I’ve previously written about magnolia buds and blossoms and how fascinating I find them. They go through so many transformations and stages that it’s almost like having several species growing in the exact same spot. The flower in my Tentacles piece wasn’t very far off the ground. In fact, it was low enough to where I could get very close to it and compose at two times life-size. My artistic vision was to concentrate on the pistils because in my mind’s eye they always remind me of octopus arms. When framing it, I decided to include a couple of stamen layers along the bottom for context, which also increased the naturally abstract feel I wanted to create. Though the depth of field is really shallow, hairs on the surface and around the pistils can be seen.
I was pulled over to the magnolia tree in a neighbor’s yard where I found the blossom in my Magnolia Flame piece by all of the flowers on the ground. From a distance, it looked like there was a layer of pink surrounding the entire base of the tree. I thought I might be able to create a naturally abstract composition from the flowers that had fallen off, but as I got closer it became clear that the remnants didn’t completely cover the grass and they were in fairly poor shape. Not wanting to come home empty handed, I searched the branches for a new, better subject. This particular bloom was fresh with excellent colors that drew me right in. The shape that the petals formed immediately made me think of a flame (as if the fire from a candle was burning in a gorgeous pink tone). Even though it was shot wide open with a very shallow depth of field, details including the surface texture and pollen can be seen.
There is a line of magnolia trees on the other side of the walkway next to the overflow parking lot in Hopeland Gardens. It is interesting to me that magnolia trees seem to be on their own blooming schedules. For example, the trees in my neighborhood don’t flower at the same time as the trees in the Rye Patch. Even the trees in Hopeland Gardens don’t normally bloom together. Anyway, I was called over to the trees near the overflow parking area by their bright white flowers. While by no means a perfect specimen, the flower in my Petal Hat piece was quirky and quite appealing. It is currently in the process of shedding its stamen and they are piling up at the bottom of the frame thereby adding some additional colors. I’ve always felt that the carpels resemble octopus’ tentacles, and I liked how they were holding dew drops. But, I was forced to create a composition upon seeing the little petal acting like a hat.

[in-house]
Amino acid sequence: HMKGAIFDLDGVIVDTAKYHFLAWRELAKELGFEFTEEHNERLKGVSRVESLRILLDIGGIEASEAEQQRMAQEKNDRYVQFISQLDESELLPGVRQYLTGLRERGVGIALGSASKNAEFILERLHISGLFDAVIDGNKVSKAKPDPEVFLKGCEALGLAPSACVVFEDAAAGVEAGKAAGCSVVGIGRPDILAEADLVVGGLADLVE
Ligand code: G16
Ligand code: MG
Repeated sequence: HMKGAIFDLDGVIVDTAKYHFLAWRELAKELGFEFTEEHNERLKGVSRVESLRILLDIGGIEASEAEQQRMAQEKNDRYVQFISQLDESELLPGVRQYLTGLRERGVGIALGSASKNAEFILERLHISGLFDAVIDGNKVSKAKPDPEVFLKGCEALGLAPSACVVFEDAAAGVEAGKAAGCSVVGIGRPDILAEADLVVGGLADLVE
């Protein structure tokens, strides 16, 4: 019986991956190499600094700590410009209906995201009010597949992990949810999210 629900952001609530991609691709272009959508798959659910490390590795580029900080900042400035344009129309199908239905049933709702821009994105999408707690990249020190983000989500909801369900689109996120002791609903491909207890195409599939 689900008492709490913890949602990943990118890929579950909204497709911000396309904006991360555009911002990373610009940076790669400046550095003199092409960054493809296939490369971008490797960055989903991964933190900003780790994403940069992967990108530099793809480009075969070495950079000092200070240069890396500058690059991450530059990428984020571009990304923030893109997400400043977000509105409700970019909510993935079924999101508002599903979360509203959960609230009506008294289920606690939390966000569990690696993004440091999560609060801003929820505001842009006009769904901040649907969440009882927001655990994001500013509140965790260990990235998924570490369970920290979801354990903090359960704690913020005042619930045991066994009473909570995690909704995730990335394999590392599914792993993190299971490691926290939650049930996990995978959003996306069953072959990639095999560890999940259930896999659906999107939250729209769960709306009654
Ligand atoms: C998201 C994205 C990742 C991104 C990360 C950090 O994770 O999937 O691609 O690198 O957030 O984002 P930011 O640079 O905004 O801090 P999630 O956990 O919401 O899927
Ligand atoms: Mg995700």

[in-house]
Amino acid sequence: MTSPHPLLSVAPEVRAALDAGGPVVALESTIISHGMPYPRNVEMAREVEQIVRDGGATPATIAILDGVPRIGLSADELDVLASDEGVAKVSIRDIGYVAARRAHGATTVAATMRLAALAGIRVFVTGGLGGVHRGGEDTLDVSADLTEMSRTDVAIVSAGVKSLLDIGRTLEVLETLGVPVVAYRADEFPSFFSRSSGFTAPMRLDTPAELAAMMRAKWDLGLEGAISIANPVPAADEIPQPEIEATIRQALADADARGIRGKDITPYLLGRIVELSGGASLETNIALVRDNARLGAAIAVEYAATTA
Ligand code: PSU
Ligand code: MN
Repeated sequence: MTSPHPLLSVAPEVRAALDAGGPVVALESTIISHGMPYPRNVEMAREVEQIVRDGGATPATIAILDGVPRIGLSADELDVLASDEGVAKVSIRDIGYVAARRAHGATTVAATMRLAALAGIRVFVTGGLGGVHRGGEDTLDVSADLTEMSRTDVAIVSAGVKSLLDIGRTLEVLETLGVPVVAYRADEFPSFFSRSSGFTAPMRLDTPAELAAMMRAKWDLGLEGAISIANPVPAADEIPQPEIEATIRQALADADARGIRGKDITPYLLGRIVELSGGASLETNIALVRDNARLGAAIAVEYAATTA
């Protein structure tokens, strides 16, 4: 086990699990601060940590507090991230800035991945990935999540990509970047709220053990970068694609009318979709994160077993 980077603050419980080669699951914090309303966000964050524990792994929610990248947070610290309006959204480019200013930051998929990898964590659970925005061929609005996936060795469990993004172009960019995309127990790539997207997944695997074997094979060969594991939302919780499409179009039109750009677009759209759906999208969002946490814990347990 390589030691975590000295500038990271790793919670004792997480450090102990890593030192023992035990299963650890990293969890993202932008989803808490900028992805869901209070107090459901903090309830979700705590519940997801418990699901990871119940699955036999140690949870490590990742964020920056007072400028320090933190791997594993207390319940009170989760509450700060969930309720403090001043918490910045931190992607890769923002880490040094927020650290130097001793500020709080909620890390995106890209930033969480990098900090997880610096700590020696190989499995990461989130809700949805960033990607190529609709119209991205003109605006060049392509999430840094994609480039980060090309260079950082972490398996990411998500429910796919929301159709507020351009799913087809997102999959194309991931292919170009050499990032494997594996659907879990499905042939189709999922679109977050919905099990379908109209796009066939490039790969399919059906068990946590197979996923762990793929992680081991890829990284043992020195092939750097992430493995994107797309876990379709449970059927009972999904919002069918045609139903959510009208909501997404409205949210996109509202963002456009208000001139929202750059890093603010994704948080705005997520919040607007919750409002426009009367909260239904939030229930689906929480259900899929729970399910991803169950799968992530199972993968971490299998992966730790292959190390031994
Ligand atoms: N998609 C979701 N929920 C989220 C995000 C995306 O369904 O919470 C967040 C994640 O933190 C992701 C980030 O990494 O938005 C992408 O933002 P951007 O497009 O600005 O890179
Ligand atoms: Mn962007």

I discovered my Tree Fern composition on the south side of the Thoroughbred Racing Hall of Fame and Museum in Hopeland Gardens. This little fern and the moss behind it was living on one of the big magnolia trees. I find it fascinating that a tree can have other organisms growing out of and/or subsisting on it. It’s almost as if the tree is so old and entrenched that Mother Nature starts treating the base like it was part of the surrounding ground by letting other flora invade and take up full time residency. I liked the richness of the greens. Aesthetically, I placed the fern in the frame so that the spine would be on a diagonal and the tips of the leaves form an arch above it. The high level of detail allows dew drops, pollen, surface texture, and individual hairs to be seen.
Stamen Pile is similar to a horizontal composition I created at Hopeland Gardens several years ago. Both are abstract and feature magnolia stamens that have fallen away and landed on a petal inside the flower. This scene was found on the side of the Rye Patch driveway and has fewer stamen than my previous piece. I find it interesting how the stamen are essentially cast off after having performed their function but then collected by the flower (as if going to the ground as a group was better or more important than falling independently). I’m sure Mother Nature has a perfectly reasonable explanation for this behavior and perhaps some botanist could provide an answer, but, for me, I’ll simply enjoy the mystery and the random design they create. The high level of detail allows surface textures and individual pieces of pollen to be seen.